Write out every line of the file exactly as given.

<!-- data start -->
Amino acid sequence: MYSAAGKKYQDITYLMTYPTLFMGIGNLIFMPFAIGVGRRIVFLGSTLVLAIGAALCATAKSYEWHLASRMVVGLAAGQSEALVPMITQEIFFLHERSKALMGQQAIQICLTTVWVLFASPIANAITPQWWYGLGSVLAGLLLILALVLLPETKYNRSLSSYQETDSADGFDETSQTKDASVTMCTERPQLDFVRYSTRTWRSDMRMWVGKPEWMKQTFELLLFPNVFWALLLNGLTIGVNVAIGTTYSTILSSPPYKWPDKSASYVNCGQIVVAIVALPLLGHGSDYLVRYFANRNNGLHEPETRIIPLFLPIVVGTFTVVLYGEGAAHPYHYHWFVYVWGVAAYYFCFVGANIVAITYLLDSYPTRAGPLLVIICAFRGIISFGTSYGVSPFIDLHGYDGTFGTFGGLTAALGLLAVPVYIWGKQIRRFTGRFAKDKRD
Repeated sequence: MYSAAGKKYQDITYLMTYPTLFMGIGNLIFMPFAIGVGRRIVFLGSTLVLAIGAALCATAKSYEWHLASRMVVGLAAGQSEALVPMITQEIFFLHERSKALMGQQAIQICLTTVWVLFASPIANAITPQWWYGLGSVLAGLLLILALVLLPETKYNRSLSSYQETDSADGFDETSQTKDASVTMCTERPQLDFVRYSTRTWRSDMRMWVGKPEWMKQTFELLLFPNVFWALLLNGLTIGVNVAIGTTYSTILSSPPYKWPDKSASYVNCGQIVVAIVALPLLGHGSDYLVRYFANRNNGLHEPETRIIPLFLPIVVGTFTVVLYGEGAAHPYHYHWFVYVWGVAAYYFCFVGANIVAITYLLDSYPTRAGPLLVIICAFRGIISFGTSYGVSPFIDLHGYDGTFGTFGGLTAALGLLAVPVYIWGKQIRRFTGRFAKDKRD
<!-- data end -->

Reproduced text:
Amino acid sequence: MYSAAGKKYQDITYLMTYPTLFMGIGNLIFMPFAIGVGRRIVFLGSTLVLAIGAALCATAKSYEWHLASRMVVGLAAGQSEALVPMITQEIFFLHERSKALMGQQAIQICLTTVWVLFASPIANAITPQWWYGLGSVLAGLLLILALVLLPETKYNRSLSSYQETDSADGFDETSQTKDASVTMCTERPQLDFVRYSTRTWRSDMRMWVGKPEWMKQTFELLLFPNVFWALLLNGLTIGVNVAIGTTYSTILSSPPYKWPDKSASYVNCGQIVVAIVALPLLGHGSDYLVRYFANRNNGLHEPETRIIPLFLPIVVGTFTVVLYGEGAAHPYHYHWFVYVWGVAAYYFCFVGANIVAITYLLDSYPTRAGPLLVIICAFRGIISFGTSYGVSPFIDLHGYDGTFGTFGGLTAALGLLAVPVYIWGKQIRRFTGRFAKDKRD
Repeated sequence: MYSAAGKKYQDITYLMTYPTLFMGIGNLIFMPFAIGVGRRIVFLGSTLVLAIGAALCATAKSYEWHLASRMVVGLAAGQSEALVPMITQEIFFLHERSKALMGQQAIQICLTTVWVLFASPIANAITPQWWYGLGSVLAGLLLILALVLLPETKYNRSLSSYQETDSADGFDETSQTKDASVTMCTERPQLDFVRYSTRTWRSDMRMWVGKPEWMKQTFELLLFPNVFWALLLNGLTIGVNVAIGTTYSTILSSPPYKWPDKSASYVNCGQIVVAIVALPLLGHGSDYLVRYFANRNNGLHEPETRIIPLFLPIVVGTFTVVLYGEGAAHPYHYHWFVYVWGVAAYYFCFVGANIVAITYLLDSYPTRAGPLLVIICAFRGIISFGTSYGVSPFIDLHGYDGTFGTFGGLTAALGLLAVPVYIWGKQIRRFTGRFAKDKRD